Mohamed “Mo” Farah won a second gold medal for Team Great Britain in the London Olympics on August 11th, adding the 5,000-meter run to the 10,000-meter run he won August 4th (as reported last week in this blog).
|Boris Johnson does the Mobot, as Sebastian Coe looks on.|
Careful, you might mess up your hair.
Moreover, his signature victory dance, dubbed the “Mobot,” with bent arms pointing at the top of the head to indicate a letter M, has become one of the enduring images of these Olympics, with Usain Bolt of Jamaica and London’s mayor Boris Johnson both adopting it for cameras on memorable occasions (and let’s not even get into the “Mo Farah running away from things” meme).
|Mo Farah and Usain Bolt|
Farah, who was born in Mogadishu, capital of the Somali Republic, to a Somali mother and a United Kingdom–born Somali-British father, is a U.K. citizen, and spent his childhood in the Republic of Djibouti but considers the de facto independent but internationally unrecognized Republic of Somaliland his ancestral home. Farah has diverted much of his time and wealth since his rise to athletic stardom to charitable aid for his impoverished and diplomatically isolated homeland; he even took the opportunity, as he met with David Cameron, the U.K.’s prime minister, to press a case for addressing hunger in the Horn of Africa.
|Mo Farah at No. 10 Downing Street,|
with Pelé, Brazil’s vice president Michel Temer, and David Cameron
Through his career, however, there has never been an indication, as there is with some other athletes from separatist regions, that he itched to wave the flag of his unrecognized nation of origin. (However, Farah’s superstardom can only raise international awareness of Somaliland, which is a good thing.) For Farah, the only flag-related kerfuffle of these Games—and here at Springtime of Nations we just live for flag kerfuffles—came when he quite awkwardly and publicly urged his wife, Tania Farah, to stash away a Union Jack that she was ready to wave when he won his first gold. It had “Fly Mo” written on it, and observers speculated that Farah’s skittishness was due to the flag being controversial with Olympic organizers on the grounds that the terse slogan was also the name of a British lawnmower company which—horror of horrors!—was not an official Olympic sponsor. Fly Mo may not be getting any free advertising out of the Olympics, but this summer the Somaliland brand has just skyrocketed in respectability.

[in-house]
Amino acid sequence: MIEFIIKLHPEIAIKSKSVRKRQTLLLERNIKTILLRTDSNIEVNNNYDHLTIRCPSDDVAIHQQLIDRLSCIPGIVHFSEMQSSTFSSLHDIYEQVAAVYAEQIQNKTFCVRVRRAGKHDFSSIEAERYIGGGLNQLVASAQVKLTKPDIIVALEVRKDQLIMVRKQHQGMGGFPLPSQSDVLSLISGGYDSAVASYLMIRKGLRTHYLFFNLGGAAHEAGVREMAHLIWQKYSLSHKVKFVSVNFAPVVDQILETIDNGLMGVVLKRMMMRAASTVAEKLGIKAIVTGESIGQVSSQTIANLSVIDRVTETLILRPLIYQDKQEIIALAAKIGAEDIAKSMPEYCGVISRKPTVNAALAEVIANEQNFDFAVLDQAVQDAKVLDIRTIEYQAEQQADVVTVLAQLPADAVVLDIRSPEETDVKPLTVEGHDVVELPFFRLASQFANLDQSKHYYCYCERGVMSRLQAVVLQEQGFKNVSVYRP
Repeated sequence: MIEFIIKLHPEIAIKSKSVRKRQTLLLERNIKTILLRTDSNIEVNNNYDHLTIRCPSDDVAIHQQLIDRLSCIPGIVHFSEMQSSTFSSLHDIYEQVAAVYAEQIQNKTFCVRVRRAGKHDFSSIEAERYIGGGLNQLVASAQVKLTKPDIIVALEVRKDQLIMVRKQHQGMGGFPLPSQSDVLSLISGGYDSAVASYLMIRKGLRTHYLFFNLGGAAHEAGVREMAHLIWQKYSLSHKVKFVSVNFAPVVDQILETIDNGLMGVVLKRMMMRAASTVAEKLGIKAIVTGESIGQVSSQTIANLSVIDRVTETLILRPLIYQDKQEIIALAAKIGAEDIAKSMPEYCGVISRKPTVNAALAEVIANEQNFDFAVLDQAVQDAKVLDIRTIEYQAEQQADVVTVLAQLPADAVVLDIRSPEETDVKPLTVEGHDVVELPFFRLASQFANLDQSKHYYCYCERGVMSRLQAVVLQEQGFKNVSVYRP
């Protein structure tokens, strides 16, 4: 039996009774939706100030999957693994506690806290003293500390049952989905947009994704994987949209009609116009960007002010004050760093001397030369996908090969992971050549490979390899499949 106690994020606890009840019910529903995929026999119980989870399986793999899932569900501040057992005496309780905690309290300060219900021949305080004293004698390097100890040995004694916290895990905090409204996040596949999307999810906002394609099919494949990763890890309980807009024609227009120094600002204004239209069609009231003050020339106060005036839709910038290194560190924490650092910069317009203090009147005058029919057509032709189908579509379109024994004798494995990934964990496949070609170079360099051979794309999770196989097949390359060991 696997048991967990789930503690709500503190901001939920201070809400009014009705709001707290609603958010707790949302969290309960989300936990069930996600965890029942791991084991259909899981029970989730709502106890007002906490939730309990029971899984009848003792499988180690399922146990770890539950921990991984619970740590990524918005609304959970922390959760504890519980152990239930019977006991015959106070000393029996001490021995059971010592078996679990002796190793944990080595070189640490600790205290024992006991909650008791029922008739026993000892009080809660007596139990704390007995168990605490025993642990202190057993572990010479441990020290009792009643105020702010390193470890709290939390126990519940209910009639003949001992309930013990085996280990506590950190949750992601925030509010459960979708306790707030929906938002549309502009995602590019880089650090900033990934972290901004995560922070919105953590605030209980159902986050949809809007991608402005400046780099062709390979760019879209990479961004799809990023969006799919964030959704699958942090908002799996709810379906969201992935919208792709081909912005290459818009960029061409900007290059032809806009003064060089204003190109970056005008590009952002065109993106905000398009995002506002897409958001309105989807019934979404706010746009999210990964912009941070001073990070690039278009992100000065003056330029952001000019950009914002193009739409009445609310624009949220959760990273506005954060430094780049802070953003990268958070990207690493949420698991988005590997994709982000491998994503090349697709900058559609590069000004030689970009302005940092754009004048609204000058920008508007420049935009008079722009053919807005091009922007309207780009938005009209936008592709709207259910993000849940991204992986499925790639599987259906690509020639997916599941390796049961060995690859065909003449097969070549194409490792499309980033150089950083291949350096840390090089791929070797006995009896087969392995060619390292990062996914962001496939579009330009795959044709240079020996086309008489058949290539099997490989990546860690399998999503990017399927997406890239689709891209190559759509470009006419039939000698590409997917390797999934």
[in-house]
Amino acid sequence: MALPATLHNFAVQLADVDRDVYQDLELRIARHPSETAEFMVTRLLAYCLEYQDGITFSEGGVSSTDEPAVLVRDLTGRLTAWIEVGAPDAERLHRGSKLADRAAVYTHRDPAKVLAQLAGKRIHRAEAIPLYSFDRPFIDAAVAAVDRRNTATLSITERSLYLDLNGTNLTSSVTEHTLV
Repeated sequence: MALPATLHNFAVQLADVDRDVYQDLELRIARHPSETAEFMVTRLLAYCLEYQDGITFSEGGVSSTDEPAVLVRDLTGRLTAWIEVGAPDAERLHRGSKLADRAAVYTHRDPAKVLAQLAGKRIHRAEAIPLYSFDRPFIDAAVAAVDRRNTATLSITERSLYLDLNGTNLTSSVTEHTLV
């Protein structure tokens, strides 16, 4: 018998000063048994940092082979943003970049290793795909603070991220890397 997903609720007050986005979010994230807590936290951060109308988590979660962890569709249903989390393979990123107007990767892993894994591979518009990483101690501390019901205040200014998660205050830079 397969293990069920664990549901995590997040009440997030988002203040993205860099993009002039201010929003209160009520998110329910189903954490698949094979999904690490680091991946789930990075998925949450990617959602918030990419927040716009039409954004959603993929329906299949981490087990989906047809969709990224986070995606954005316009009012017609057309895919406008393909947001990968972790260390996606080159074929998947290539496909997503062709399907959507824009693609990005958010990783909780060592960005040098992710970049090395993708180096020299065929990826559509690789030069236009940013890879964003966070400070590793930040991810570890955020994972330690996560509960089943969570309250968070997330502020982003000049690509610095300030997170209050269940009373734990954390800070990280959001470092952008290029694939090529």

Farah was the first Briton to win the 5,000-meter and only the fourth Olympian ever to win both events in the same Olympiad. There is also now talk of his receiving a knighthood. (Read the congratulation message from Somaliland’s president, Ahmed Mahamoud Silanyo, here.)
[Related articles: “Somalia the ‘Failed State’—So What Are Somaliland and Puntland? Chopped Liver?” (Feb. 2012), “10 Ethnonationalist Causes That Might Disrupt the Olympics” (July 2012), “Celts, Cypriots, Aborigines Raise Stink at Olympics: Ethnonationalist Protest Update” (July 2012), “Olympic Update: Femen Protest, Bigoted Judokas, Sudanese Defectors” (Aug. 2012).]
[Also, for those who are wondering, yes, this blog is tied in with a forthcoming book, a sort of encyclopedic atlas to be published by Auslander and Fox under the title Let’s Split! A Complete Guide to Separatist Movements, Independence Struggles, Breakaway Republics, Rebel Provinces, Pseudostates, Puppet States, Tribal Fiefdoms, Micronations, and Do-It-Yourself Countries, from Chiapas to Chechnya and Tibet to Texas. Look for it in spring 2013. I will be keeping readers posted of further publication news.]